Uganda Martyrs Shrine Namugongo (1)
Visitors on a safari to Uganda should not miss the Uganda Martyrs Shrine while in the town of Namugongo, one of the country's faith-based tourism destinations. PHOTO/PPU

Uganda Martyrs Shrine is located in the remote town of Namugongo and should not be missed by anyone interested in Uganda’s faith-based tourism industry while on a safari in Uganda.

Table of contents: The Uganda Martyrs Shrine Namugongo

Located in the remote town of Namugongo, the Uganda Martyrs Shrine should not be missed by anyone interested in Uganda’s faith-based tourism industry while on a safari in Uganda. 

It’s a must-go-to tourist destination.

 With the majesty of an ancient cathedral, its structural design is based on the African Hut. 22 copper pillars over 100 feet long support the shrine, which can hold 1000 people in a circular seating arrangement. It was begun in 1967 and completed in 1975. 

A lake was dug out in commemoration of the Martyrs and features a pavilion or island in the shape of a boat. 

In addition to the Holy Mass altar, there is a small cabin beneath the altar that contains the Sacristy, a kitchen, and a bedroom that Pope Francis briefly occupied during his visit to Uganda in 2015.

Why were the Uganda Martyrs executed and who led them?

The Uganda Martyrs consist of a group of 45 Anglican and Roman Catholic martyrs who were executed during the persecution of Christians under the rule of Mwanga II of Buganda.

 A total of 22 African Roman Catholic martyrs were canonised by Pope Paul VI on October 18, 1964, and Pope Benedict XV made the group a saint in 1920. 

As of this writing, their feast day falls on June 3.

In 1879, the White Fathers Mission founded the first Roman Catholic missions in Bantu-speaking Africa. The kabaka Mutesa I had no problem with Christians, but his successor, Mwanga, went on the offensive against them. 

Bishop James Hannington and other Anglican missionaries were killed by Mwanga in October 1885. An influential Catholic member of the royal household, Joseph Mukasa, was executed on November 15 of that year for his criticism of the massacre.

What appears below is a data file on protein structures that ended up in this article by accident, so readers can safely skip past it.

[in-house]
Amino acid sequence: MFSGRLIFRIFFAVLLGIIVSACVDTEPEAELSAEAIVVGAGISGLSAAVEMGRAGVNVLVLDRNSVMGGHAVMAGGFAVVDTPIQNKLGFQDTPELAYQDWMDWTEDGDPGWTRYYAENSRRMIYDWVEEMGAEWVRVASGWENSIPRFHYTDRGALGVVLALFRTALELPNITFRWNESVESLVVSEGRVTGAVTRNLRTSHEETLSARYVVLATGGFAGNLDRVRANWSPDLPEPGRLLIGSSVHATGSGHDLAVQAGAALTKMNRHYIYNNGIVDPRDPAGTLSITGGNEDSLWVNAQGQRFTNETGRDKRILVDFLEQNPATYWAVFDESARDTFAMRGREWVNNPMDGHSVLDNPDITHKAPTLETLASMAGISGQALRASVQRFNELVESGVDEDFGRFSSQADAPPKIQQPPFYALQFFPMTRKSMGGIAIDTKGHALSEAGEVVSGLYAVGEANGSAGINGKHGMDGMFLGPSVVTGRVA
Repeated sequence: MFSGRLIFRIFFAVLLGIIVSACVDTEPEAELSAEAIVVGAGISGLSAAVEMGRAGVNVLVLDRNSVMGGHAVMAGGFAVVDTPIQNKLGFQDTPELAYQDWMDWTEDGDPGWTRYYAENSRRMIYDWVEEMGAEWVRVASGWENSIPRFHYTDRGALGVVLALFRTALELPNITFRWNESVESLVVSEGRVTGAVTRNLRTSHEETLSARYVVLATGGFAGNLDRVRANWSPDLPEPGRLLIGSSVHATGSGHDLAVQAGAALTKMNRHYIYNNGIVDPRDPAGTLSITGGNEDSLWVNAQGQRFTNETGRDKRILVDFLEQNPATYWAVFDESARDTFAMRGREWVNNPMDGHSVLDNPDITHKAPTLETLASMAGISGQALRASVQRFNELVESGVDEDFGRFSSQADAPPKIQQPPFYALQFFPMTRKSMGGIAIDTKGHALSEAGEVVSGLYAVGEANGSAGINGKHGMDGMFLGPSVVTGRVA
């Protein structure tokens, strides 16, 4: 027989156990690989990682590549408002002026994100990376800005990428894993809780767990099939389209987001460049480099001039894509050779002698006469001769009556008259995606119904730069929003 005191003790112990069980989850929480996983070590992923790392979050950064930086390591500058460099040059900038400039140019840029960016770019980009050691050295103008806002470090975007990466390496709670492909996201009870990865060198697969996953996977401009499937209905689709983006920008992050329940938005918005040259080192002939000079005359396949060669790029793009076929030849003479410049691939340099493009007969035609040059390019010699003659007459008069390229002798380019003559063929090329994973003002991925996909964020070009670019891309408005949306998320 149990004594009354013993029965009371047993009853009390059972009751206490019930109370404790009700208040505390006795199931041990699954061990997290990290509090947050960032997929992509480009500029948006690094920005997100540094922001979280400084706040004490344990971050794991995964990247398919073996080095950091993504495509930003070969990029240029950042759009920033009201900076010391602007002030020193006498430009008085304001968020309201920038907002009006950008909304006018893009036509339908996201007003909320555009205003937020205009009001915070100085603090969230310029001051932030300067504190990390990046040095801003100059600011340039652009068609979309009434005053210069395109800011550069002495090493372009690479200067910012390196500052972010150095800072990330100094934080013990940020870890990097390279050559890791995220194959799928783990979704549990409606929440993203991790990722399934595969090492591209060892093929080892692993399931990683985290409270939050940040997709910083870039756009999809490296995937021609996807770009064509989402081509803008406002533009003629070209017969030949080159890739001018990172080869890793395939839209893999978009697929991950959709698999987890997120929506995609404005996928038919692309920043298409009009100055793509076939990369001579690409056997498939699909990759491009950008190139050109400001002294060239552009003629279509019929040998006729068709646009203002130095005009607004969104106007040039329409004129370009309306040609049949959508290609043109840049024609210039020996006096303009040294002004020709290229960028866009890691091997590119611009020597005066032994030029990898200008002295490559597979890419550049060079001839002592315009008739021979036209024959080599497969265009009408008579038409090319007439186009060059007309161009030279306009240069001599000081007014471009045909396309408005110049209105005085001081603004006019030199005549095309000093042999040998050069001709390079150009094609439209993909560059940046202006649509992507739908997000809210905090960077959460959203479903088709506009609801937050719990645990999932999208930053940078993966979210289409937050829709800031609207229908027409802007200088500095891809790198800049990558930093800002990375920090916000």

Mukasa’s Christian wing was the next to go down in flames. They were all arrested after Mwanga learnt that they had been taught by Denis Ssebuggwawo, an internet preacher. 

Those catechumen boys were secretly baptised by Mukasa’s successor, Charles Lwanga. They were taken to the village of Namugongo the following day. 

This included a soldier, Athanasius Bazzekuketta, and Gonzaga Gonzalez, who were all killed as they travelled. Survivors were held in prison for a week by Father Lourdel, the head of the Roman Catholic mission to Uganda. 

Except for Mbaga-Tuzinde, who was beaten to death by his father, the following men were burned alive on June 3, 1886: Ambrose Kibuka, Anatole Kiriggwajjo, Achilles Kiwanuka, Mugagga, Mukasa Kiriwawanvu, Adolphus Mukasa Ludigo, Gyavira, and Kizito. 

In addition to the soldiers and authorities Bruno Serunkuma, James Buzabaliawo, and Luke Banabakintu were all killed in the same attack.

Persecution of both Protestant and Roman Catholic missionaries was carried out by Mwanga, who continued to target them. Other people killed in subsequent attacks included an assistant provincial judge, a local chief of Kigowa, and the leader of a Roman Catholic diocese.